Abbreviation for Point of Impact
The Definition of POI
Abbreviation for Point of Impact
19 Other Firearms Definitions You Need To Know
The same as Lock Time
Abbreviation for Concealed Firearms Permit.
In the Traditional Isosceles stance, Both arms are stretched almost equally forward with the gun centered forward. The knees are straight or only slightly flexed, and the entire body is upright and parallel to the target. This is an acceptable range stance provided recoil control is not an issue and you don't need to make rapid follow-up shots. However, if you are practicing for self-defense, you will probably want to use the Modern Isosceles stance stance instead.
A shotgun with two barrels which are situated next to each other. Somtimes also abreviated as SxS.
A semi-automatic firearm malfunction in which the slide passes entirely over the fresh round, failing to pick it up to insert into the chamber as the slide returns to battery.
A rifle front sight with a extra-large, folding bead. Typically, in addition to the normal fine bead (which allows for more precision) the larger bead, while at a cost of potential accuracy, is more readily acquired in marginal light. Also called a Gloaming sight
A type of machine gun or autocannon that uses an external source of power to cycle the firearm.
A plain, functional, unembellished firearm used to hunt in rough terrain where one might prefer not to put a more expensive, deluxe grade gun at risk of damage.
A type of small arms ammunition that eliminates the cartridge case that typically holds the primer, propellant, and projectile together as a unit.
A method of building a pair of barrels where the entire breech end of both barrels and the lumps together are machined from one solid piece of steel. The barrel tubes are then fitted separately into this monoblock and the ribs attached. Often identifiable by a distinctive ring around the barrels about three inches in front of the breech end. The favored jointing method of the Beretta company. An incorrect euphemism for sleeved barrels.
A metal plate on which the firing mechanism is mounted on percussion and earlier firearms.
A display of gunmaking skill with a possible benefit of strengthening the wrist of a heavily-recoiling rifle, whereby the top tang of the action is made extra long, shaped and inletted into the top of the buttstock, extending along the top of the wrist and up over the comb. Popularized by Holland & Holland and adopted by several of the finest contemporary riflemakers in the USA.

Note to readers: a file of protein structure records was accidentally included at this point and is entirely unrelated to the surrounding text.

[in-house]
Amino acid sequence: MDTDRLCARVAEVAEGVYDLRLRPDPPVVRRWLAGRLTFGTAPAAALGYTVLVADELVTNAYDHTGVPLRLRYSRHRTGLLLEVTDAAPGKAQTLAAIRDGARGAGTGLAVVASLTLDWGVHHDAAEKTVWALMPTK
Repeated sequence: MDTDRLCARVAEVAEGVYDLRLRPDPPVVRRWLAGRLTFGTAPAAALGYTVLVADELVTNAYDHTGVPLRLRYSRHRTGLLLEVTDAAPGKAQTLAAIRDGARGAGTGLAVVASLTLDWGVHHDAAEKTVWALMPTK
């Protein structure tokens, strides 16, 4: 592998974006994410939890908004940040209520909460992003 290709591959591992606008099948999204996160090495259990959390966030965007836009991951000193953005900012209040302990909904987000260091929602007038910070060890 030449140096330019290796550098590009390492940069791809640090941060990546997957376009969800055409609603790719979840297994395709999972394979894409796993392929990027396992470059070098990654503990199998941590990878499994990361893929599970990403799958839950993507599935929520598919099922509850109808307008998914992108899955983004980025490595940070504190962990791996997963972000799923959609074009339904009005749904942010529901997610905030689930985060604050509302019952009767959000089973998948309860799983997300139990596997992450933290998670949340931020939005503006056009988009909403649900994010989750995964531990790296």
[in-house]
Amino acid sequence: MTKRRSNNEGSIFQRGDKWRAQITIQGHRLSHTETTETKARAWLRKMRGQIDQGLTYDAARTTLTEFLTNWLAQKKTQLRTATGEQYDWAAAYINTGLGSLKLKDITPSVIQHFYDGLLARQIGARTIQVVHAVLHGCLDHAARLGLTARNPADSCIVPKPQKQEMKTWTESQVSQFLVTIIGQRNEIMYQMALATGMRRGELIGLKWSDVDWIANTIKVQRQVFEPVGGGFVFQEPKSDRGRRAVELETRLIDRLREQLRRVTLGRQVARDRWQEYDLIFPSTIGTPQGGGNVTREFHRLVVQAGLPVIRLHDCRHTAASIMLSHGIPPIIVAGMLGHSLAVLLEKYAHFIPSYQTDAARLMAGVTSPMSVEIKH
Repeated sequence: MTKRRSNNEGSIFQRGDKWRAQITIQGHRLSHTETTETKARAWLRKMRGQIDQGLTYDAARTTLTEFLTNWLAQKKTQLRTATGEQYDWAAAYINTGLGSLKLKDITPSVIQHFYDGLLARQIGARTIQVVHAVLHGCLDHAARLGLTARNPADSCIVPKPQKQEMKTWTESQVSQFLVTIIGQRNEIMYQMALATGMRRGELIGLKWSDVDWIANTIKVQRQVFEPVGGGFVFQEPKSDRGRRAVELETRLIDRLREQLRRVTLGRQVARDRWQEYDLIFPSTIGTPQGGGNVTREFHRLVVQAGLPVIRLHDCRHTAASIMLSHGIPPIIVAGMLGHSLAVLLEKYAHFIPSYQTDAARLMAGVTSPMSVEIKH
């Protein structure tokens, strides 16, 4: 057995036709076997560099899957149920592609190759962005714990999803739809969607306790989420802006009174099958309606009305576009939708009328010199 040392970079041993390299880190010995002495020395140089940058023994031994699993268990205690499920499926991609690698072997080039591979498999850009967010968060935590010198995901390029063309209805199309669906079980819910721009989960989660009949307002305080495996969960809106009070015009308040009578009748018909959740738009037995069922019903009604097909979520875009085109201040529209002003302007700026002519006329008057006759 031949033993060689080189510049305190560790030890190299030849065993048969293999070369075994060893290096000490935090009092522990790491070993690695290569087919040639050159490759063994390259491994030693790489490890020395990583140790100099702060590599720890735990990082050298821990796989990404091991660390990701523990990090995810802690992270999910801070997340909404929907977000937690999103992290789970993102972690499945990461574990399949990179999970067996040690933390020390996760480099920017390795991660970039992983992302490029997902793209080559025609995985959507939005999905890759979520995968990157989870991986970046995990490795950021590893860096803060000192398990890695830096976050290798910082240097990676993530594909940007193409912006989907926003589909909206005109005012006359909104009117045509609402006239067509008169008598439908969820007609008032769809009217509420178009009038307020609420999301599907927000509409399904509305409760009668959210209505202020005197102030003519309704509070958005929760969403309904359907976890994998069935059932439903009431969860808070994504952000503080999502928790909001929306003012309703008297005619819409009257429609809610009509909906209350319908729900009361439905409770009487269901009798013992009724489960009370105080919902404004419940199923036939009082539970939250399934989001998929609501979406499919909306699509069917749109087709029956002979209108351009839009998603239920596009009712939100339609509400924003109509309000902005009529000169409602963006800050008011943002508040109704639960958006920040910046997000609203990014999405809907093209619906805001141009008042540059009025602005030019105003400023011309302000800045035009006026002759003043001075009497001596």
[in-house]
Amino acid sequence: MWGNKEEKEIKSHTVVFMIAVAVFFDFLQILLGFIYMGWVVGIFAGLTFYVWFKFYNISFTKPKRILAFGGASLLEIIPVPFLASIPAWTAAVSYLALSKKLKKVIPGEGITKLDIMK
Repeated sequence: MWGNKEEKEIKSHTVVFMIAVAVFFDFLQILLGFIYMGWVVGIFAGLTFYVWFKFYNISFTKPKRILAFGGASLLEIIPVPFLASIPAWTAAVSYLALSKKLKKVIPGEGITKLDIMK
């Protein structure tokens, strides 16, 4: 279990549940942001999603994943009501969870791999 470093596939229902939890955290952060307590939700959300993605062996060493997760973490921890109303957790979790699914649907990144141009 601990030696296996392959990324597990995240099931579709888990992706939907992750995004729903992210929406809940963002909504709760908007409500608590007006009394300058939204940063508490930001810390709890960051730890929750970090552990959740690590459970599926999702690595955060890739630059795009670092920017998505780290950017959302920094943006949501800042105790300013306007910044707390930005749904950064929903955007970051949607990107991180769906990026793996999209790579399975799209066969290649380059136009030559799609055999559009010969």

A shotgun barrel that has a bore diameter increased beyond standard specifications, but less than the SAAMI maximum. Done in an attempt to reduce felt recoil, improve patterning, or change the balance of the shotgun.
A shoulder-fired long gun which has a rifled barrel.
A device used to load magazines or revolver cylinders quicker than by hand.
A firearms manufacturer started by Samuel Colt in 1855. Colt is most famous for the revolvers they invented and built in the 1800's and the semi-automatic pistol model 1911 designed by John Moses Browning, and for being the first manufacturer of the AR-15 type rifles.
Two firearms that are manufactured identical in every way and are sequentially serial numbered and are sold as a set. The most common type of matched pair guns are cowboy style revolvers for a couple of reasons, both guns will feel exactly the same in the hands and they make the set more collectable.
An early system of ignition for muzzle-loading firearms where a priming charge is loaded into a flashpan with a separate, manually-operated cover. To fire, the cover is opened and then a slowly smoldering wick, held in the nose of the curved arm, is lowered by means of a lever (precursor to a trigger) to ignite a priming charge which then ignites the main propellant charge inside the barrel.
The top of the butt-end of a gun stock.
|You have an error in your SQL syntax; check the manual that corresponds to your MySQL server version for the right syntax to use near '' at line 1|